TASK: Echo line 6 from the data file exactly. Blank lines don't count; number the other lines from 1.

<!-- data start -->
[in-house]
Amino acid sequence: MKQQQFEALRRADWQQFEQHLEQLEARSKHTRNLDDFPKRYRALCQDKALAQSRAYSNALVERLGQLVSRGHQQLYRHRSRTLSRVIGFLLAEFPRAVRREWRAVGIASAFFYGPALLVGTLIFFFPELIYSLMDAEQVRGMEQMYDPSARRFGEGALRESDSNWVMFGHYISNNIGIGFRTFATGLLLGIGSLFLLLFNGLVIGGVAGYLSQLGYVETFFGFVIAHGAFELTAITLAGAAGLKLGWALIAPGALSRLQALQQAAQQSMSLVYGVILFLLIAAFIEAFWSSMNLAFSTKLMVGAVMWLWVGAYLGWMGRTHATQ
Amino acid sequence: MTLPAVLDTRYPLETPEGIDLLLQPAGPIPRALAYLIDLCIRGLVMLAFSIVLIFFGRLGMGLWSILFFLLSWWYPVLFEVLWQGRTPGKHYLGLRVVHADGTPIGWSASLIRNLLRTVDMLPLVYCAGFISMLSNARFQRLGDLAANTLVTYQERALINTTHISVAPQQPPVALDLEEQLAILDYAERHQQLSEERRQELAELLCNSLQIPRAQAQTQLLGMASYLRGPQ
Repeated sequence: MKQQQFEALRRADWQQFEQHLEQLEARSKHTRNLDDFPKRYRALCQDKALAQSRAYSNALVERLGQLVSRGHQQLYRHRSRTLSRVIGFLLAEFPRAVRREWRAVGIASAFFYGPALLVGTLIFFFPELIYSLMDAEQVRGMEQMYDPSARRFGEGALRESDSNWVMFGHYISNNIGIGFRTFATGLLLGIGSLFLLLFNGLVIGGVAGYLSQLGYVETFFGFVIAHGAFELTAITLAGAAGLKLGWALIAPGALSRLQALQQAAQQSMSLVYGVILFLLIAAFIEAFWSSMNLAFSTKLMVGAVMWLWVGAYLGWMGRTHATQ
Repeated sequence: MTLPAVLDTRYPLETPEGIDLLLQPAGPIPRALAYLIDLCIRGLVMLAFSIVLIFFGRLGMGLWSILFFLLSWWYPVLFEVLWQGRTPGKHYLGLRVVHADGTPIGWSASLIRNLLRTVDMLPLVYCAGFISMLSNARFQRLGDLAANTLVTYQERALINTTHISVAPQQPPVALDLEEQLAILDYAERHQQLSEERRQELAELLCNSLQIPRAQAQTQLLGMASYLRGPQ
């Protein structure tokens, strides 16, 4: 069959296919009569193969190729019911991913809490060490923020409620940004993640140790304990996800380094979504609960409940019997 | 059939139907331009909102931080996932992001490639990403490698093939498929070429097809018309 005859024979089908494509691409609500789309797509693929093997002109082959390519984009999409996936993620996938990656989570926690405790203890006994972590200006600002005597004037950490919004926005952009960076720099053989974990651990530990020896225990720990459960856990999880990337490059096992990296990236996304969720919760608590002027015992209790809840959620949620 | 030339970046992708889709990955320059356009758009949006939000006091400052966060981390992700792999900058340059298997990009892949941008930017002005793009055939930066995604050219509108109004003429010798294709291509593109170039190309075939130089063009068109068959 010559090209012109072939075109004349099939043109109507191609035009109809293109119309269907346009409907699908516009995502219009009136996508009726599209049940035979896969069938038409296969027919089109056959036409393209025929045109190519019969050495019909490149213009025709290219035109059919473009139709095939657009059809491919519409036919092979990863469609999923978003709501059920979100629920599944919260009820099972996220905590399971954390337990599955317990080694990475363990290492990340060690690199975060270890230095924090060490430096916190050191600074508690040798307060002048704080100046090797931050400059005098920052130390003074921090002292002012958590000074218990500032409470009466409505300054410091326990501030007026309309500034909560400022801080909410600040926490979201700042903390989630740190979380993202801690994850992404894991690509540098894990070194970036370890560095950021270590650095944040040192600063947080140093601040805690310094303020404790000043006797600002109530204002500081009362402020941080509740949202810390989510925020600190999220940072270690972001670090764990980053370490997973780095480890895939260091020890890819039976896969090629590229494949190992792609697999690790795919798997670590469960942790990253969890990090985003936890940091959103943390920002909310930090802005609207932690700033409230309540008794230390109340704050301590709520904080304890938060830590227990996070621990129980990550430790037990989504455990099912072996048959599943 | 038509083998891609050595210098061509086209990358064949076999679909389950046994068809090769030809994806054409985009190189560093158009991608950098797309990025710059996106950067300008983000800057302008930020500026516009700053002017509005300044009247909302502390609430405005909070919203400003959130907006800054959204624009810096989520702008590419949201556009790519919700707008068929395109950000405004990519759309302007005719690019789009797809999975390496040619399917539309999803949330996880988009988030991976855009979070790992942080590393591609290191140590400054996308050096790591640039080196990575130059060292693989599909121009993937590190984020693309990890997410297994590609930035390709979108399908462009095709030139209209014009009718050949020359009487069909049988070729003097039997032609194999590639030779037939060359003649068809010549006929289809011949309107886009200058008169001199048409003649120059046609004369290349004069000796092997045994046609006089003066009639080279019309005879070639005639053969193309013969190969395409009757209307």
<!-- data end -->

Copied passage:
């Protein structure tokens, strides 16, 4: 069959296919009569193969190729019911991913809490060490923020409620940004993640140790304990996800380094979504609960409940019997 | 059939139907331009909102931080996932992001490639990403490698093939498929070429097809018309 005859024979089908494509691409609500789309797509693929093997002109082959390519984009999409996936993620996938990656989570926690405790203890006994972590200006600002005597004037950490919004926005952009960076720099053989974990651990530990020896225990720990459960856990999880990337490059096992990296990236996304969720919760608590002027015992209790809840959620949620 | 030339970046992708889709990955320059356009758009949006939000006091400052966060981390992700792999900058340059298997990009892949941008930017002005793009055939930066995604050219509108109004003429010798294709291509593109170039190309075939130089063009068109068959 010559090209012109072939075109004349099939043109109507191609035009109809293109119309269907346009409907699908516009995502219009009136996508009726599209049940035979896969069938038409296969027919089109056959036409393209025929045109190519019969050495019909490149213009025709290219035109059919473009139709095939657009059809491919519409036919092979990863469609999923978003709501059920979100629920599944919260009820099972996220905590399971954390337990599955317990080694990475363990290492990340060690690199975060270890230095924090060490430096916190050191600074508690040798307060002048704080100046090797931050400059005098920052130390003074921090002292002012958590000074218990500032409470009466409505300054410091326990501030007026309309500034909560400022801080909410600040926490979201700042903390989630740190979380993202801690994850992404894991690509540098894990070194970036370890560095950021270590650095944040040192600063947080140093601040805690310094303020404790000043006797600002109530204002500081009362402020941080509740949202810390989510925020600190999220940072270690972001670090764990980053370490997973780095480890895939260091020890890819039976896969090629590229494949190992792609697999690790795919798997670590469960942790990253969890990090985003936890940091959103943390920002909310930090802005609207932690700033409230309540008794230390109340704050301590709520904080304890938060830590227990996070621990129980990550430790037990989504455990099912072996048959599943 | 038509083998891609050595210098061509086209990358064949076999679909389950046994068809090769030809994806054409985009190189560093158009991608950098797309990025710059996106950067300008983000800057302008930020500026516009700053002017509005300044009247909302502390609430405005909070919203400003959130907006800054959204624009810096989520702008590419949201556009790519919700707008068929395109950000405004990519759309302007005719690019789009797809999975390496040619399917539309999803949330996880988009988030991976855009979070790992942080590393591609290191140590400054996308050096790591640039080196990575130059060292693989599909121009993937590190984020693309990890997410297994590609930035390709979108399908462009095709030139209209014009009718050949020359009487069909049988070729003097039997032609194999590639030779037939060359003649068809010549006929289809011949309107886009200058008169001199048409003649120059046609004369290349004069000796092997045994046609006089003066009639080279019309005879070639005639053969193309013969190969395409009757209307």